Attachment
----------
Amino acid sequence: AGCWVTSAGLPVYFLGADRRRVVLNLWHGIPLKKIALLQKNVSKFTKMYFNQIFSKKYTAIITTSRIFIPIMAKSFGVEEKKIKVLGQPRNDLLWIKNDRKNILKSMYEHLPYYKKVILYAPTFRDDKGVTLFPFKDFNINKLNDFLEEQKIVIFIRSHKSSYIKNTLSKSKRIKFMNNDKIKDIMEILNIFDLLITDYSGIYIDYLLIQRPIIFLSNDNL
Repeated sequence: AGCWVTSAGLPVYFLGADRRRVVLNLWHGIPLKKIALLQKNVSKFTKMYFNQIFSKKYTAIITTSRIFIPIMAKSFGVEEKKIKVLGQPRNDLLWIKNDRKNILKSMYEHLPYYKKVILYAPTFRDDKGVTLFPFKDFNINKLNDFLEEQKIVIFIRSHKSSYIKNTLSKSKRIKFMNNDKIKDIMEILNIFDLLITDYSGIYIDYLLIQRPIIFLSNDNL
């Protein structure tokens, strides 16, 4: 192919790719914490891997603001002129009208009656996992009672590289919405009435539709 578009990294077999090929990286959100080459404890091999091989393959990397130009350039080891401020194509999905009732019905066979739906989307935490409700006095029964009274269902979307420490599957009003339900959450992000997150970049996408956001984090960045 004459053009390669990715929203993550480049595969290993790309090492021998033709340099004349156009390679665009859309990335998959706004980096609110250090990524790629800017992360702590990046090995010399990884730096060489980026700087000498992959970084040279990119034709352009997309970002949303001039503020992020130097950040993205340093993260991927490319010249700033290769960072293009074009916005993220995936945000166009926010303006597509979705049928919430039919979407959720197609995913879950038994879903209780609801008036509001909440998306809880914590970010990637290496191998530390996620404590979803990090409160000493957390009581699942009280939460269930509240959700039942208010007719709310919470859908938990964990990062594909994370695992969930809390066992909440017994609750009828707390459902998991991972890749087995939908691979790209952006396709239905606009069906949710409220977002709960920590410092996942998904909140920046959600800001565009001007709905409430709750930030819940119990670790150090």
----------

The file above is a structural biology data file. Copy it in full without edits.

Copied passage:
Amino acid sequence: AGCWVTSAGLPVYFLGADRRRVVLNLWHGIPLKKIALLQKNVSKFTKMYFNQIFSKKYTAIITTSRIFIPIMAKSFGVEEKKIKVLGQPRNDLLWIKNDRKNILKSMYEHLPYYKKVILYAPTFRDDKGVTLFPFKDFNINKLNDFLEEQKIVIFIRSHKSSYIKNTLSKSKRIKFMNNDKIKDIMEILNIFDLLITDYSGIYIDYLLIQRPIIFLSNDNL
Repeated sequence: AGCWVTSAGLPVYFLGADRRRVVLNLWHGIPLKKIALLQKNVSKFTKMYFNQIFSKKYTAIITTSRIFIPIMAKSFGVEEKKIKVLGQPRNDLLWIKNDRKNILKSMYEHLPYYKKVILYAPTFRDDKGVTLFPFKDFNINKLNDFLEEQKIVIFIRSHKSSYIKNTLSKSKRIKFMNNDKIKDIMEILNIFDLLITDYSGIYIDYLLIQRPIIFLSNDNL
């Protein structure tokens, strides 16, 4: 192919790719914490891997603001002129009208009656996992009672590289919405009435539709 578009990294077999090929990286959100080459404890091999091989393959990397130009350039080891401020194509999905009732019905066979739906989307935490409700006095029964009274269902979307420490599957009003339900959450992000997150970049996408956001984090960045 004459053009390669990715929203993550480049595969290993790309090492021998033709340099004349156009390679665009859309990335998959706004980096609110250090990524790629800017992360702590990046090995010399990884730096060489980026700087000498992959970084040279990119034709352009997309970002949303001039503020992020130097950040993205340093993260991927490319010249700033290769960072293009074009916005993220995936945000166009926010303006597509979705049928919430039919979407959720197609995913879950038994879903209780609801008036509001909440998306809880914590970010990637290496191998530390996620404590979803990090409160000493957390009581699942009280939460269930509240959700039942208010007719709310919470859908938990964990990062594909994370695992969930809390066992909440017994609750009828707390459902998991991972890749087995939908691979790209952006396709239905606009069906949710409220977002709960920590410092996942998904909140920046959600800001565009001007709905409430709750930030819940119990670790150090």